Most working professionals know the fragility of best-practise guidelines in testing times. When a shouty boss, a looming deadline or a budget crisis comes along, these guidelines are often cast aside. But it doesn't have to be that way. In those scenario, short-term thinking takes over. Getting the job off the ‚to do' list trumps any long-term considerations or plans you might have agreed.
Looking at that bigger picture, it's clear that traditional approaches which prioritise deadlines and budgets over long-term ROI have to be challenged, because they can add crippling costs to both individual projects and businesses.
Here at Code, our mantra is 'Don't build faster, build smarter'. It's part of our Product Thinking-focused way of working, which demands a focus on outcomes, not deliverables.
So this may actually mean choosing a more difficult way to build initially, but following a course which will ultimately increase the return each product brings to the business in the long term. What about in the wider digital world, though?
We wanted to dig a little deeper into finding out how other organisations were balancing long and short-term considerations. So we teamed up with E-Consultancy to put together some research which looked into this area as well as wider aspects Product Thinking.
For a balanced view, just over half our survey respondents worked for client-side organisations, with 44% working for agencies, vendors or consultancies. We also compared the experiences of top-performing businesses and more mainstream companies.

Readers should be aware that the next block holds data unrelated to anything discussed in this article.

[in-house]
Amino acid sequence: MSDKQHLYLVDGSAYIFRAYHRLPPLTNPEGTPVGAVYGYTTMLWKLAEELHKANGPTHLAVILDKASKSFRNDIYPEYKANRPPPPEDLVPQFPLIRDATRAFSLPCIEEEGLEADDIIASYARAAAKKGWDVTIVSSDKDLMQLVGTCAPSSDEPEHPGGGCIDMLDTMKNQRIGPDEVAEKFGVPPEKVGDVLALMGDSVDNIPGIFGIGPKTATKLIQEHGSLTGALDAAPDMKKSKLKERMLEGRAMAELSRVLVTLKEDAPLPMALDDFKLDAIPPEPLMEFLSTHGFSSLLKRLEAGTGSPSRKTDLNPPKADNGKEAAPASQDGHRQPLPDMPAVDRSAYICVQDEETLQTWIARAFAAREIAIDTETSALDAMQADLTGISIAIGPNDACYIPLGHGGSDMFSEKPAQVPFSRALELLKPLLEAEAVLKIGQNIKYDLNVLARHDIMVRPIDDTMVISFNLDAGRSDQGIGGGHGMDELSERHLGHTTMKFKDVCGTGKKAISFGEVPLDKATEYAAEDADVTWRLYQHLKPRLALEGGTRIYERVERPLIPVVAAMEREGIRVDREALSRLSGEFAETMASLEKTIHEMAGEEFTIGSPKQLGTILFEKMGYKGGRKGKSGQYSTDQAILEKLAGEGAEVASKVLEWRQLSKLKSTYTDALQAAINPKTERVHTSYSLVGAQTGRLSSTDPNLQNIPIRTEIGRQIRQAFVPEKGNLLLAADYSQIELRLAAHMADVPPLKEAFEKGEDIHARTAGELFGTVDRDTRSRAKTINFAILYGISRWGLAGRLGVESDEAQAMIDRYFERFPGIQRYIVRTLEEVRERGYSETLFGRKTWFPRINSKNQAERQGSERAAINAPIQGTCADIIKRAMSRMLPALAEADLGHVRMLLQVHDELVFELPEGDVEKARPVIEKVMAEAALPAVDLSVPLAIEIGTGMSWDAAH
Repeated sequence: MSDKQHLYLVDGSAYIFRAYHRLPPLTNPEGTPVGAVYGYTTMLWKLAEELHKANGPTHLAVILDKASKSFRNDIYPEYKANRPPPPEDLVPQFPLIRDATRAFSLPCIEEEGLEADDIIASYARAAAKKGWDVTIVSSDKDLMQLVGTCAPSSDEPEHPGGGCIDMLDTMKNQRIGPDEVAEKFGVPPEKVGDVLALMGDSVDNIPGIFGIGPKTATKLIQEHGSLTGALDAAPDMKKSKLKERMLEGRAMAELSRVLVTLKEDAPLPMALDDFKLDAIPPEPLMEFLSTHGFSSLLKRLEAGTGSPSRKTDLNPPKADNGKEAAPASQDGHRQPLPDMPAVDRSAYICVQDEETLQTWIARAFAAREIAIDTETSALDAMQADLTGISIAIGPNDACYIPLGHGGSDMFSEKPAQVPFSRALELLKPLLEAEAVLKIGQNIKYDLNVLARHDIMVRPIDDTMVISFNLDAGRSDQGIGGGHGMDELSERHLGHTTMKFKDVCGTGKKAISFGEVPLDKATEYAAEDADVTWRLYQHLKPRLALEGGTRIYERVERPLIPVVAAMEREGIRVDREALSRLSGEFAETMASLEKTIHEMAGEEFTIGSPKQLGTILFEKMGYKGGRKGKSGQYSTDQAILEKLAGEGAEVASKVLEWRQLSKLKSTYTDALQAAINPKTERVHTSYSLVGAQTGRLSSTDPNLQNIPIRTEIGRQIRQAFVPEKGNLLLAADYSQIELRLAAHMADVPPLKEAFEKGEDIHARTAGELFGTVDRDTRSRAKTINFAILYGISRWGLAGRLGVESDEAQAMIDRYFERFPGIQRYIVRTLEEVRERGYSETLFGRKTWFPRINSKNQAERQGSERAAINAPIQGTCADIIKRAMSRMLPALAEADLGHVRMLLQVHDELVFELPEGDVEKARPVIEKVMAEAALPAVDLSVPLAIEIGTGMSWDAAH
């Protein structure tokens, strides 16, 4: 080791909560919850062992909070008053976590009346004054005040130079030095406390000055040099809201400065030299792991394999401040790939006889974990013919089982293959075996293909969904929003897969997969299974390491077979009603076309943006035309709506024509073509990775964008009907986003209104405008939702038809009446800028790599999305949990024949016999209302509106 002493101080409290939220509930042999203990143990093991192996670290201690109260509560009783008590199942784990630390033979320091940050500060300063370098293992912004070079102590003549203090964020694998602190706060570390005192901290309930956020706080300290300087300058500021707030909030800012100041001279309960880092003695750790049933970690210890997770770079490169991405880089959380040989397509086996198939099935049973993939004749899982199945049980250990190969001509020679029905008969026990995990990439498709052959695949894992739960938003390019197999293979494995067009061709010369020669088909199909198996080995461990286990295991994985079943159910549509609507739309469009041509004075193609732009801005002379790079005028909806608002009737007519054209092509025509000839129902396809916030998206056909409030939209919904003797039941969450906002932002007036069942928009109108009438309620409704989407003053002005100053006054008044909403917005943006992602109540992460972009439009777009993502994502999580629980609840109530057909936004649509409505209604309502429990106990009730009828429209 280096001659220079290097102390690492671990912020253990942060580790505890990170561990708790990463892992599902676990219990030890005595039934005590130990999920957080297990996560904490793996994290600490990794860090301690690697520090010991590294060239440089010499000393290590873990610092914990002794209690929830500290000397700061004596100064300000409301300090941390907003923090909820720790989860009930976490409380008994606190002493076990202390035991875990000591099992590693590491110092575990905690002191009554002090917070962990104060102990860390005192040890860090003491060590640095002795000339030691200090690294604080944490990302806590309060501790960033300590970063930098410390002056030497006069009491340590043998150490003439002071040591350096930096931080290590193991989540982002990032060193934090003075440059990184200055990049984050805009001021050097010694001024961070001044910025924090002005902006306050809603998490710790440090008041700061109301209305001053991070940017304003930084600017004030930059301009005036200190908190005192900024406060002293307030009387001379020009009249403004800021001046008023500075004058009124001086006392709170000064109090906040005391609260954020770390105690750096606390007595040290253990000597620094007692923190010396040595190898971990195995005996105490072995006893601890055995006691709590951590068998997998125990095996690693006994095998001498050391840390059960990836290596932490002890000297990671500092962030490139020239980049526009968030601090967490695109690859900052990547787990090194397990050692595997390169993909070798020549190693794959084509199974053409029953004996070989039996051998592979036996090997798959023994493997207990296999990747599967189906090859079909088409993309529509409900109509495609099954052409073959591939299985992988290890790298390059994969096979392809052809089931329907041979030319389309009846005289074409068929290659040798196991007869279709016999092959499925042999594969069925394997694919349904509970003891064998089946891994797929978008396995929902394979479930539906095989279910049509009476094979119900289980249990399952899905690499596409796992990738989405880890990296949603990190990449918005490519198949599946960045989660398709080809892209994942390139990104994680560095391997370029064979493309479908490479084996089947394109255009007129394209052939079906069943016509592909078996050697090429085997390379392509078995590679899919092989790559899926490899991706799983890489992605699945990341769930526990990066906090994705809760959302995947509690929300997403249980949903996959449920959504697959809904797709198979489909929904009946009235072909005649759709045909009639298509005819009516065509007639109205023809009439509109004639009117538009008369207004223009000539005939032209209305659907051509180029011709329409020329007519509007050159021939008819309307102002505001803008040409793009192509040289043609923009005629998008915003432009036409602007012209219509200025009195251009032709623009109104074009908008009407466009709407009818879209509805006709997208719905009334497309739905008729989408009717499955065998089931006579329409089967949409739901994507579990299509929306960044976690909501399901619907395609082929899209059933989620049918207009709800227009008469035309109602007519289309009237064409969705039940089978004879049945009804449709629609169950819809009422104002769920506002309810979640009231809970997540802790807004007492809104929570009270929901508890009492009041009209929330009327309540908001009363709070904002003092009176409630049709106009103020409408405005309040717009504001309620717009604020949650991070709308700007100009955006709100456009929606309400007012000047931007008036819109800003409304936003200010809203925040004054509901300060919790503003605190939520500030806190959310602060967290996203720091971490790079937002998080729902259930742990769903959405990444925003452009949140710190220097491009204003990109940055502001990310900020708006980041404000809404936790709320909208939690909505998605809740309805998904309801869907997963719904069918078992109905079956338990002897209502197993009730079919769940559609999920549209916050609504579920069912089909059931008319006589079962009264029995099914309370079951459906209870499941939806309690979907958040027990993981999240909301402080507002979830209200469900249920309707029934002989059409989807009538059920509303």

The current consensus agrees with Product Thinking principles, so businesses should be putting the customer at the centre of everything they do i.e. the outcome, not the deliverable.
And they should be driven by data rather than following gut instinct. Our respondents agreed, with 92% saying businesses which focus on the long term are more likely to be successful.
94% saying we should strive to place a value to the work we do before we invest in it. And 88% specifically echoing word-for-word that digital projects should focus on outcomes rather than a list of deliverables.
So why is it that so many businesses still follow an ad hoc project-based approach for their digital development? And why were 81% of the mainstream companies we talked to unsatisfied with their ability to deliver on digital projects on time and within budget?
The reasons for deliverables being prioritised over outcomes were quite familiar to us:
These factors led to 'business as usual'. Short-term thinking took over. Where meeting deadlines became the top priority and speed was valued over quality.
You might have seen this before, but it's true. And in digital it's all about balancing scope, budget and schedule.
If these are fixed, the only variable is quality. So any pressure to increase the scope of the project, cut its budget or reduce the timescale will inevitably mean a loss of quality. It has to. And if those quality levels haven't been closely defined or measured, their decline can easily go unnoticed until final testing or‚ worse still, after the project goes live. It does prove building faster or 'cheaper' is self-defeating. The final word is, we must build more effectively.
Of course, we shouldn't completely shun the appeal of a short-term gain. So here's one which won't come back to negatively affect your business in the long run.
We'd be happy to deliver a copy of the full 'Driving digital effectiveness with Product Thinking' research report which we've used as the basis for this article, straight to your inbox. Submit your details and we'll get a copy to you.